Nicotine… Found naturally in tobacco plants, is the chemical responsible for the addictive nature of cigarettes, cigars, and many e-cigarettes. Until recent years, nicotine poisoning was a relatively rare occurrence and tended to be linked to exposure to insecticides containing the chemical. Nicotine poisoning results from too much nicotine in the body. Eating cigarettes or consuming liquid nicotine is the most common method of poisoning in children. The instances of nicotine poisoning have risen steadily as alternative forms of consuming it gain popularity. Nicotine poisoning tends to occur in 2 stages. Within the first 15 to 60 minutes following exposure, symptoms are related to the stimulatory effects of nicotine and include, excess saliva in the mouth, feeling nauseous, loss of appetite, dehydration, headache, dizziness, anxiety and restlessness, & sweating. Following this stage, the body begins to wind down. Nicotine's depressor effects appear within a few hours. These include, low blood pressure, slow heart rate, shallow breathing, & fatigue.
Nicotine poisoning is essentially caused by overexposure to nicotine. This happens either through inhalation, ingestion, or absorption through the skin or eyes. According to research by the Centers for Disease Control and Prevention (CDC), the number of calls to poison centers involving nicotine poisoning from these sources rose from 1 per month in September 2010 to 215 per month in February 2014. Children are most at risk of nicotine poisoning through eating cigarettes or nicotine-containing products. Adults who are unaccustomed to smoking and who try vaping are at greater risk of nicotine poisoning than adults who smoke regularly. Using a nicotine patch or chewing gum containing nicotine while smoking at the same time can also lead to nicotine overdose. Chewing or snorting tobacco tends to release more nicotine into the body than smoking. A form of nicotine poisoning, known as Green Tobacco Sickness (GTS), can occur in those who harvest tobacco or work in tobacco processing factories.
Nicotine overdose depends on factors such as body weight and the source of the nicotine. Researchers have frequently indicated that the lethal dose of nicotine for adults is 50 to 60 milligrams (mg), which prompted safety warnings stating that approximately five cigarettes or 10 milliliters (ml) of a nicotine-containing solution could be fatal. However, the mortality rate from nicotine poisoning is extremely low, and some research suggests that it takes 500-1000 mg of oral nicotine to kill an adult. Children are much more susceptible to the effects of nicotine, with consumption of a single cigarette shown to be enough to cause illness. Nicotine affects the body in a variety of ways. It is both a sedative and a stimulant that impacts the heart, hormones, and digestive system. Aside from the risk of nicotine poisoning, the primary risk associated with nicotine use is its addictive qualities. One study reports that consuming nicotine makes cocaine more addictive. Many people who quit nicotine will experience withdrawal symptoms such as, anxiety, cravings, depression, difficulty concentrating, & irritability. Nicotine is most harmful when taken in quantities larger than those recommended (leading to nicotine poisoning) and when consumed in cigarettes or other products that contain a variety of chemicals that are detrimental to health including cigars.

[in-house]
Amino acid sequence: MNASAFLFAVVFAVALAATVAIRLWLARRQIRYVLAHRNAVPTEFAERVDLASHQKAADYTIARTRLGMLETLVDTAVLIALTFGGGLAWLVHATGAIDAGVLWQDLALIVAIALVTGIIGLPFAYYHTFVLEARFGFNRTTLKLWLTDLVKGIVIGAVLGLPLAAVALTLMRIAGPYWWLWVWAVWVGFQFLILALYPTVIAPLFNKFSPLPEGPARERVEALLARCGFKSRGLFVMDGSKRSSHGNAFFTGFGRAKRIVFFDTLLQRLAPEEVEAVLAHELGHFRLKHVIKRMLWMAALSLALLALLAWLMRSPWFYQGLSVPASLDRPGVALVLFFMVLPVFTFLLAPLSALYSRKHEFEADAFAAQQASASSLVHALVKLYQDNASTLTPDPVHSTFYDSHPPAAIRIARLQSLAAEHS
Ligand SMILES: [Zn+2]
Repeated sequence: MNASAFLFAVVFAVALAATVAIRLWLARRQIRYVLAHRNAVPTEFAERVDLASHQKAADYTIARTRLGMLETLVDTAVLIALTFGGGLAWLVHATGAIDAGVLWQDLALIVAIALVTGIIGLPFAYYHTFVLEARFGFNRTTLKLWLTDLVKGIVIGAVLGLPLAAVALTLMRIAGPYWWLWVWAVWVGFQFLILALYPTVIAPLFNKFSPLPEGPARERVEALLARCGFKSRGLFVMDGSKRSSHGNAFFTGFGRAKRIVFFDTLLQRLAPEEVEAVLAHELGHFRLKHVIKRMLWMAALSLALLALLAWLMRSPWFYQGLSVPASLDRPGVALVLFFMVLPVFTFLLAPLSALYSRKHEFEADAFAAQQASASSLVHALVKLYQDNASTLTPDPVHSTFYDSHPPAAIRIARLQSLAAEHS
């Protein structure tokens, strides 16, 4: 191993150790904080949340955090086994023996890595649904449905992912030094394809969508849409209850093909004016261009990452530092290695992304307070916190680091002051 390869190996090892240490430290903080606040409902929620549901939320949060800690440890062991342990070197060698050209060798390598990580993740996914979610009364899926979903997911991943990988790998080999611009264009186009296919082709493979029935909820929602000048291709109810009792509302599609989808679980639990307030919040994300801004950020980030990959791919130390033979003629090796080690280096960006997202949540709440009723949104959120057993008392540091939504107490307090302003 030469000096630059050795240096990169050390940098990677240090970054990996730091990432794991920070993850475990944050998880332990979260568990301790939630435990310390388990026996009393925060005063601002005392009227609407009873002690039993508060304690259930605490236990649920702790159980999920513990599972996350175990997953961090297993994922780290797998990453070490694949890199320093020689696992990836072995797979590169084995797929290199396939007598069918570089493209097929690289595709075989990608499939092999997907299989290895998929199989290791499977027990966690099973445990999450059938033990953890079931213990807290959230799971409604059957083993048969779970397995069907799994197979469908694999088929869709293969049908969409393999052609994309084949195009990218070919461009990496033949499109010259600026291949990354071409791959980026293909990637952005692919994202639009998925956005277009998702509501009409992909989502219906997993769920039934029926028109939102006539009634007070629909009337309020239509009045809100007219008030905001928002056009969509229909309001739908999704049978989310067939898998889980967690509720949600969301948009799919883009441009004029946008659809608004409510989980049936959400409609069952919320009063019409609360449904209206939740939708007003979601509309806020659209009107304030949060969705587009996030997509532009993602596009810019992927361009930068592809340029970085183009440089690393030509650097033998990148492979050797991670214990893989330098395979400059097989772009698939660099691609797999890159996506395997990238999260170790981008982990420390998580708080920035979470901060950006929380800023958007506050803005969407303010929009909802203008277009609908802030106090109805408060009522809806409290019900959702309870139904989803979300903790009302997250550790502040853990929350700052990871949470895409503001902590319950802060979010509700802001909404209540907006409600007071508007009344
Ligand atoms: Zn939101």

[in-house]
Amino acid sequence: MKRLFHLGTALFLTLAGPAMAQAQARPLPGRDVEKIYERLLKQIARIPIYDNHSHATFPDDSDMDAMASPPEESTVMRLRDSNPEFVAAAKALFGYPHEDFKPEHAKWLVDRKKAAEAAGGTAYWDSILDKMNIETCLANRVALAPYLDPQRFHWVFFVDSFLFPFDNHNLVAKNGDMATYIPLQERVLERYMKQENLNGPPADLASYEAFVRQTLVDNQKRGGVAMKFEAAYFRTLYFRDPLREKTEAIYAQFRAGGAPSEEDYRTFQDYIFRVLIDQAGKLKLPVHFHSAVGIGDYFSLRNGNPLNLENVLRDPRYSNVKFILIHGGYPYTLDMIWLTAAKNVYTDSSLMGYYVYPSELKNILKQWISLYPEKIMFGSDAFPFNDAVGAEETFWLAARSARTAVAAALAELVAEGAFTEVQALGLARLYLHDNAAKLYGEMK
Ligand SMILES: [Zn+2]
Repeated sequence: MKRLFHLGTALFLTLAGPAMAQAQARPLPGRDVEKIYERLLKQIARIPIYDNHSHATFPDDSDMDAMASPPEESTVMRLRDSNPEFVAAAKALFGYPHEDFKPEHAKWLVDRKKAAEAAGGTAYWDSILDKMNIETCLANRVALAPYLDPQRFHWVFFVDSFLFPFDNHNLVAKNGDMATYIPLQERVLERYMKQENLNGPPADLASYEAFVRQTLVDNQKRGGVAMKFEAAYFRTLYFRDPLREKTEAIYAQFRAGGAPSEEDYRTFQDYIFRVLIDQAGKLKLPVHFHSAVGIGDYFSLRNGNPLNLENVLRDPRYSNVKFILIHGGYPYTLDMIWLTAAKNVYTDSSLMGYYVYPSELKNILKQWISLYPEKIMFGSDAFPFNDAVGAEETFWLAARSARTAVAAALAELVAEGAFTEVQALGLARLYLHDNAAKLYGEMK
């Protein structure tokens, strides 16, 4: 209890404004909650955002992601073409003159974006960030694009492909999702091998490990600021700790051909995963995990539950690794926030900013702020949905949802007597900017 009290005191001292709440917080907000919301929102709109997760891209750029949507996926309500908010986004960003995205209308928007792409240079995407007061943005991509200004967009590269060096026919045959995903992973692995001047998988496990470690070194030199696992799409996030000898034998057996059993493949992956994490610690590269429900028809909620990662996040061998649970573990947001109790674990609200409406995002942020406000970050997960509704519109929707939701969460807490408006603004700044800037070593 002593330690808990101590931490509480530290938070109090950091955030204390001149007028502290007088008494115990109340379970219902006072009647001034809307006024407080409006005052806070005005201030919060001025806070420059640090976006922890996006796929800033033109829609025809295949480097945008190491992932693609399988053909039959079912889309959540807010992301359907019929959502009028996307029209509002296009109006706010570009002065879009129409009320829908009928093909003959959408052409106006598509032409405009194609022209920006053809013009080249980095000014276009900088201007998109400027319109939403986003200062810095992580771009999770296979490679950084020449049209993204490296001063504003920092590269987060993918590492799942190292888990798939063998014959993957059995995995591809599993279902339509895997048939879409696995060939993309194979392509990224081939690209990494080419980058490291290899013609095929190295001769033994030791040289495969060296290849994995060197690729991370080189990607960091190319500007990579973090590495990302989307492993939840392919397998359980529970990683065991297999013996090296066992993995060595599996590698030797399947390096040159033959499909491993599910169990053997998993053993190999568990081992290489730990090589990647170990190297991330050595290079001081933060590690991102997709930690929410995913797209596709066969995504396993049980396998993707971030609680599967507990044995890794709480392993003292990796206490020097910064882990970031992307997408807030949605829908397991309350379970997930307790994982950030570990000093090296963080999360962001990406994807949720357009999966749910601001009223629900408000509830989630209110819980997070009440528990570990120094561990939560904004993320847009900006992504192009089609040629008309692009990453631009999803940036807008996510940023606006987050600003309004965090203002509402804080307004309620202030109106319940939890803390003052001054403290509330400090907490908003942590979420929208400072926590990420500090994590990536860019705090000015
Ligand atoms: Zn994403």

Nicotine poisoning will usually be treated in a hospital, and a ventilator may be used if the patient is having trouble breathing. The treatments administered will depend on the amount of nicotine ingested and the symptoms experienced. Activated charcoal may be used to bind with the nicotine in the stomach and take it out of the body. Other supportive treatments, including medications, are used to manage seizures, low blood pressure, and abnormal heart rates.
If someone is experiencing nicotine poisoning symptoms, it is important to seek emergency medical attention. Follow the directions of the medical personnel and do not force the person to vomit or give them any food or liquids. For nicotine that was absorbed through the skin, rinse the affected area immediately with water for 15 minutes. The most effective way to prevent nicotine poisoning is to stop using cigarettes. Other preventative measures include, protecting the skin, especially when using liquids containing nicotine, safely storing nicotine products away from children and pets, correctly disposing of nicotine products - including cigarette butts and empty nicotine cartridges, & People who wish to quit smoking or use of other nicotine products should consult their doctor for further information.
The outlook for those with nicotine poisoning depends on how much nicotine they have ingested and how quickly they seek treatment. With rapid medical treatment, most people make a full recovery without any long-term effects. So when it come to Nicotine, just be smart. Remember to always be safe, be careful, and think of others. Nicotine can be your worst enemy, but also, your best friend. Take care & Vape on!
Eric Michael Bowersox